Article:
Hey everyone, so in this set of videos we're going to take a look at the idea of thermal dependency. Now, first of all, we're going to say that calibration is the process of measuring the actual quantity of mass, volume, and other chemical measurements that relate to what we observe on an analytical scale. Remember, analytical chemistry itself is the chemistry of precision and accuracy. We want to be as accurate and precise as possible and make sure we minimize any outside factors. A way of doing this is by calibrating our instruments. Now, in general, when taking the measurement of a solution you must take into account any type of thermal expansion that occurs with solutions and instrumentation. To do this, we use a correction for thermal expansion, where cᴛ here represents the concentration of our solution, dᴛ represents the density of our solution, here c represents our new concentration of our solution, and d here represents our new density of our solution.

If we take a look here at this chart, we have temperatures ranging from 10 degrees Celsius all the way to 30 degrees Celsius, and with it, we have the density of water. Now remember, we're accustomed to seeing density as being 1, but that's only true at a specific temperature, pressure, and ideal conditions. Most of the time, density is a value that's less than 1 and here we're seeing the varying forms of density with water. Here we have the volume of 1 gram of water at these different temperatures, so for example, at 10 degrees Celsius, we have a density here and at that temperature, this is the volume that we have. What this number is telling me, it's telling me that at 10 degrees Celsius we deliver 1.0014 milliliters of water for every 1 gram of water. But again, remember, analytical chemistry is the chemistry of accuracy and precision, so we have to correct the basic glassware. And what we do here is we're going to correct it to 20 degrees Celsius. So here this is where the glassware is calibrated at 20 degrees Celsius, and by doing that we get a more accurate read on the volume involved. It now becomes 1.0015 milliliters.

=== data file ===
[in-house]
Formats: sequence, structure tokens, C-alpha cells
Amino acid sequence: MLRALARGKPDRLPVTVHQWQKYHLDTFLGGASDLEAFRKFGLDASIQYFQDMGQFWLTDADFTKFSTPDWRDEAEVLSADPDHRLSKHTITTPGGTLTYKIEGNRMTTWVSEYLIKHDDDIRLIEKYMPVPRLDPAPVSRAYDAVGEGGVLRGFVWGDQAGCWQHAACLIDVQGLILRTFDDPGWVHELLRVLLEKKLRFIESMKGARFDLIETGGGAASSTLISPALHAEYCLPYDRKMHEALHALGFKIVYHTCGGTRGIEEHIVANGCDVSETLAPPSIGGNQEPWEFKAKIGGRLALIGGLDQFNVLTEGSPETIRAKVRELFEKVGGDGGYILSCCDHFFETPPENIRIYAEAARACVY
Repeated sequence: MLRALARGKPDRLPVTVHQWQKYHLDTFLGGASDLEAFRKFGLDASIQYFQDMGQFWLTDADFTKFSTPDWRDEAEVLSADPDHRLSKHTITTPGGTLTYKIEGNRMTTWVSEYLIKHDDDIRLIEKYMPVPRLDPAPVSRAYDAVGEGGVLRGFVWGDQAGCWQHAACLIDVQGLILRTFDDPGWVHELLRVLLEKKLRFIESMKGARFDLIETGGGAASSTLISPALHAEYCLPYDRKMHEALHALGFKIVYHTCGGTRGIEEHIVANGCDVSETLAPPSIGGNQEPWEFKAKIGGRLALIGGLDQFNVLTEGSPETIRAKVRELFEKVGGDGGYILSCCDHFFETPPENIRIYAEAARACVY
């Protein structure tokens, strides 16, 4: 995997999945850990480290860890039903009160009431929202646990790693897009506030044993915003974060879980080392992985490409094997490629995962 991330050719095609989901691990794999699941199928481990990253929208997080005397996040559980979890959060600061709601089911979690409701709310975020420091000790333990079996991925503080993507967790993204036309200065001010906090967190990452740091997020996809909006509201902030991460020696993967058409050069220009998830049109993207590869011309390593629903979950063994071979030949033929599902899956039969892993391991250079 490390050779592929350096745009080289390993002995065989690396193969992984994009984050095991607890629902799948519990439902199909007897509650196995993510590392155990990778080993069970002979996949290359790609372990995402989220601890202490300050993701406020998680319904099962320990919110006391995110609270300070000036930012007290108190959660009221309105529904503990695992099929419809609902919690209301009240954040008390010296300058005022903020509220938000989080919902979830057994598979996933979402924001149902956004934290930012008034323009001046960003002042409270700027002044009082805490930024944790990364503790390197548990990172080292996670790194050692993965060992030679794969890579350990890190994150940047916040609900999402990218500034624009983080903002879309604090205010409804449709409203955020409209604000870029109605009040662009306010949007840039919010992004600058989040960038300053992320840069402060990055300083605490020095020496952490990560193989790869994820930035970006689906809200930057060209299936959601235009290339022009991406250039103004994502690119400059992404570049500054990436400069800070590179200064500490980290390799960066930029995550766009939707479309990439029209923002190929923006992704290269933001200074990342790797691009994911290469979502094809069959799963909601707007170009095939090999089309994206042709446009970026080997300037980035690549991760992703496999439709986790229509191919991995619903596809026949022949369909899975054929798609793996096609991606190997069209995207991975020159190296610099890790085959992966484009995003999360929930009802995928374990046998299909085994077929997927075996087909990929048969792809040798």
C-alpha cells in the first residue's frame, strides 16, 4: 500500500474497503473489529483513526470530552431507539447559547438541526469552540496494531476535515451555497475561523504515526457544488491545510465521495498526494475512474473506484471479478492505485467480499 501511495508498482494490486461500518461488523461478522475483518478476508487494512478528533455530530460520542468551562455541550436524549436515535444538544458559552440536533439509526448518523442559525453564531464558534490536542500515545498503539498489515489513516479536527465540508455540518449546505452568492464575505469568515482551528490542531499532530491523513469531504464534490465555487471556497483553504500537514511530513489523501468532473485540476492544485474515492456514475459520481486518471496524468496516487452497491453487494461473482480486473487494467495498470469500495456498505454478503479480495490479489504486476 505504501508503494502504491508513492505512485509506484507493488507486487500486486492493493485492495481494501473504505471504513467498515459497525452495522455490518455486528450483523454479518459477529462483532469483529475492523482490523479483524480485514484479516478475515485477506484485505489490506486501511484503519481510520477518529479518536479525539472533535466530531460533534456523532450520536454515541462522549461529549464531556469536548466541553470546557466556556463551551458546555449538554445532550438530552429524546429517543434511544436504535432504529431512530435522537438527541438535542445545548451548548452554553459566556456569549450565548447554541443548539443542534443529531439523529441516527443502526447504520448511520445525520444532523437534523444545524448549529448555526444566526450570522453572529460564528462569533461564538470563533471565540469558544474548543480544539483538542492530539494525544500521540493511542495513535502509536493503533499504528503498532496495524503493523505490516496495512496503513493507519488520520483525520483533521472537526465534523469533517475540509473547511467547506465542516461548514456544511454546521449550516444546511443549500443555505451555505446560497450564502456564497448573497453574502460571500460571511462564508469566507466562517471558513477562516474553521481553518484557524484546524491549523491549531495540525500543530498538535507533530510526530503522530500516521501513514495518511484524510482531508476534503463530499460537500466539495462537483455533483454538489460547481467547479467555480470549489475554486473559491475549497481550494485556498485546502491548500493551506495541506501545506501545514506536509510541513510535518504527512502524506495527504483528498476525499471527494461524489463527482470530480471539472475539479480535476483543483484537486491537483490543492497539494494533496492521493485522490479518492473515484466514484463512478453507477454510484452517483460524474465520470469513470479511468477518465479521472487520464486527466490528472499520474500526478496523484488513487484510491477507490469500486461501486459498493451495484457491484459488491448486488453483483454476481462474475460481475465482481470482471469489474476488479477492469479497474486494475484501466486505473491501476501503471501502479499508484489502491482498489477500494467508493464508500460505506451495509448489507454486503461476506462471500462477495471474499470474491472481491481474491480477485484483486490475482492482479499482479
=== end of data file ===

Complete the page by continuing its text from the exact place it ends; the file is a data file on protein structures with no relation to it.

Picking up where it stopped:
When we're looking at this table, we can also make some observations from it, and we can come up with some ideas. And what we can see here is that as we go from 10 degrees Celsius to 30 degrees Celsius, we can see that the temperature is increasing. As the temperature is increasing, what effect does that have on our density? Well, if you're looking, you could see that our density as we go from 10 degrees Celsius to 30 degrees Celsius, it's decreasing. Now, why would that happen? So think about it, density equals mass over volume. And you learned in general chemistry that temperature and volume are connected to one another. If we're increasing our temperature this is going to cause our volume to increase. Our mass is staying constant, but our volume is increasing as the temperature goes up. What overall effect does this have on our density? Well, the numerator is staying the same but the denominator is increasing. This causes density to decrease. Okay. So that's the connection we need to see here. This is one of the consequences of thermal expansion. It can affect our density by affecting our volume. So now that we've looked at this table and talked about the idea of thermal expansion and the accuracy and precision involved, click on to the next video, and let's continue with our discussion of thermal expansion.